Republicans are trying to parley rising gasoline prices into new voter registrations as the midterm elections approach, and they are going straight to the pumps to do it.

Both here in the Delaware Valley and around the state, volunteers have taken their voter contact efforts to gas stations to entice disgruntled drivers to switch parties and register as newly minted Republicans.

“Disappointed families and workers are flipping their registration, as well as registering for the first time, thanks to pain at the pump brought on by the Biden gas hike,” said RNC spokeswoman Rachel Lee. “Pennsylvanians cannot afford more of Joe Biden’s costly war on American energy. As Keystone State families and workers suffer from the Biden Gas Hike, Republicans are registering voters in a mounting red wave ahead of November.”

Republicans reject the Democrats’ claims that rising gas prices are “Putin’s price hike,” as President Biden has put it.

“Before Russia invaded Ukraine, the average cost for a gallon of gas had already risen by $1.14 since Joe Biden became president,” she said. “The average American household could spend up to an additional $2,000 on gas this year because of the Biden Gas Hike.”

One of the volunteers is Bucks County resident Kim Bedillion, president of the Pennridge Area Republican Club.

“Trips to fill up the tank are causing hardships like never before, and as we are talking to voters at gas stations, we’re hearing that from people of all backgrounds. Republicans’ success in registering voters at gas stations shows just how fed up Pennsylvanians are with the Biden gas hike,” said Bedillion.

The Philadelphia GOP is also actively registering voters as the May 17 primary approaches. The final day to register to vote in the primary is May 2.

Shamus O’Donnell registers voters at an event for Sam Oropezo, who is running for the state Senate in Philadelphia District 5.

Its message is, “Streets that everyone feels safe to walk, in every community — meaning not just in elite progressive neighborhoods; providing the tools to everyday Philadelphians to lift themselves up and thrive both economically and socially.

“The freedom for families to choose where to send our children to school, and necessary improvements to our city’s schools — focusing on basic reading and math, not radical curriculum.”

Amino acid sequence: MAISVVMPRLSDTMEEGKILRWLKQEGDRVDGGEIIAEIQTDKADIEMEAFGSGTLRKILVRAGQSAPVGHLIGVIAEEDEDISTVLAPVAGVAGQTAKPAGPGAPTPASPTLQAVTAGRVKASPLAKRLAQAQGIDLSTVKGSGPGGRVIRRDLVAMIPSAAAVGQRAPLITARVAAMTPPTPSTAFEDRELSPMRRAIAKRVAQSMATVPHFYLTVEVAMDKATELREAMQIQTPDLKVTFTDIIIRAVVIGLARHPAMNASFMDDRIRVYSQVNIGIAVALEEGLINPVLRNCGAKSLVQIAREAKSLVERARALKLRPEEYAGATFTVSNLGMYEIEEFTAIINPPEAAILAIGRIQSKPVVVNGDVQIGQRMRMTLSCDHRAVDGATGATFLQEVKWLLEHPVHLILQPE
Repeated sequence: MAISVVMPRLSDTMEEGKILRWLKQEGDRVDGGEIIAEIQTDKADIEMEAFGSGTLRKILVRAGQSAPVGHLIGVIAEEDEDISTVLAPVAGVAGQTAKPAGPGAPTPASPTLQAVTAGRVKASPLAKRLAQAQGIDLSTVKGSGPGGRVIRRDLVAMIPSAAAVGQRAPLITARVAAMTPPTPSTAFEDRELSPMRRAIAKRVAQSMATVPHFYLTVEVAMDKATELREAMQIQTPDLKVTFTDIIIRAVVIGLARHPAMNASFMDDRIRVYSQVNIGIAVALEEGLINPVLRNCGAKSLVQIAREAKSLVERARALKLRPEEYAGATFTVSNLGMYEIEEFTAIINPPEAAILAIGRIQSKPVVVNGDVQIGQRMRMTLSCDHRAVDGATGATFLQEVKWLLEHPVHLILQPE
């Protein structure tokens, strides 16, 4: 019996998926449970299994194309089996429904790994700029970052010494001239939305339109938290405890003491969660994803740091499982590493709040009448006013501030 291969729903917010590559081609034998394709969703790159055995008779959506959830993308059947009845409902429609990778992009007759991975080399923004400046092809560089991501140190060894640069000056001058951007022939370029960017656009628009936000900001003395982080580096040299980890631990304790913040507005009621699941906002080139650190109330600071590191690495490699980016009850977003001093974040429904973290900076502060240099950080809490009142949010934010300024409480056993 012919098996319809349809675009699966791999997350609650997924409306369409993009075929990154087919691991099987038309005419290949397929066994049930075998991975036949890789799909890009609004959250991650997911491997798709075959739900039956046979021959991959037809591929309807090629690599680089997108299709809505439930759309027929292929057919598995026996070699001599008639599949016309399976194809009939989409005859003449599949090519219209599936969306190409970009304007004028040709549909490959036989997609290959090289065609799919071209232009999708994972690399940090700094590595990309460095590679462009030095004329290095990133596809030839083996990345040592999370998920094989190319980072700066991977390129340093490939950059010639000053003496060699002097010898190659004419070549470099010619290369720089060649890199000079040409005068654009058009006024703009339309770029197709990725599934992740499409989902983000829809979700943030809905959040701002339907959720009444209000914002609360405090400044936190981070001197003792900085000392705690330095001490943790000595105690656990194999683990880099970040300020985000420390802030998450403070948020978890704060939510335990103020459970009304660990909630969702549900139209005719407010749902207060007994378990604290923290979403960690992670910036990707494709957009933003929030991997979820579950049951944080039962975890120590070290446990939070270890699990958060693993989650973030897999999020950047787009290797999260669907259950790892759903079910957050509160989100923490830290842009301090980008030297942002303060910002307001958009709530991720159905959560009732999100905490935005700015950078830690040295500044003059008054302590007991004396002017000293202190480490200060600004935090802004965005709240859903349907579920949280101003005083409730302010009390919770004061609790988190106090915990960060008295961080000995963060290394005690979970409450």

Meanwhile, in Cheltenham, yard signs are springing up all over the township inviting people to join the Cheltenham Township Republican Organization (CTRO).

While registration shows 20,000 Democrats to fewer than 4,000 Republicans, CTRO Chair Myron Goldman hopes to bring more voters into the fold.

“Cheltenham is, in effect, a one-party township, but there is a functioning Republican organization,” he said. The Republicans field candidates and serve as watchdogs over the commissioners and school board.

“We regularly run voting registration drives at various locations in the county and also contact new move-ins to have them register Republican,” said Julia Vahey, executive director of the Montgomery County Republicans.

Felice Fein, vice-chair of the Chester County Republicans said, “The Pennsylvania GOP regional director, John Gavin, and his team are doing an organized voter registration drive throughout Chester County. They do occasional events everywhere from gas stations to restaurants. Currently, they and the Republican Committee of Chester County are focusing on people who recently moved into Chester County and encouraging them to register in time to have their voices heard in the primary election. The Pennsylvania GOP team and the county committee members are knocking on doors and providing voter registration forms as well as mail-in ballot applications if the residents are interested in voting by mail.”

Democrats still have a voter registration advantage in Pennsylvania, but the numbers are significantly narrower than during the 2018 midterms. That year, there were 4,111,325 registered Democrats and 3,270,882 Republicans, with 1,172,291 unaffiliated voters. That was a 25 percent registration advantage for Democrats over the GOP.

In the most recent available data, there are currently 4,003,113 Democrats and 3,434,125 Republicans — an advantage of just 16.5 percent. And historically Republicans have outperformed their registration numbers, which is how they held their majorities in the Statehouse in 2020, as well as picking up the state auditor and treasurer’s offices.

With predictions of a red wave — and President Biden’s approval rating down 20 points since he took office just over a year ago — Pennsylvania Republicans feel optimistic.

“Thanks to the RNC’s permanent, data-driven ground game, the voter registration gap in the Keystone State continues to narrow,” Lee said. “Republicans have closed the voter registration gap by over 200,000 registrants in the last two years. In just the last two weeks, Republicans have shrunk the gap by over 2,700 registrants.”

“Killing American energy is a promise Joe Biden has actually kept,” Lee added. “On his first day in office, Biden canceled the Keystone XL pipeline, killing 11,000 jobs.”


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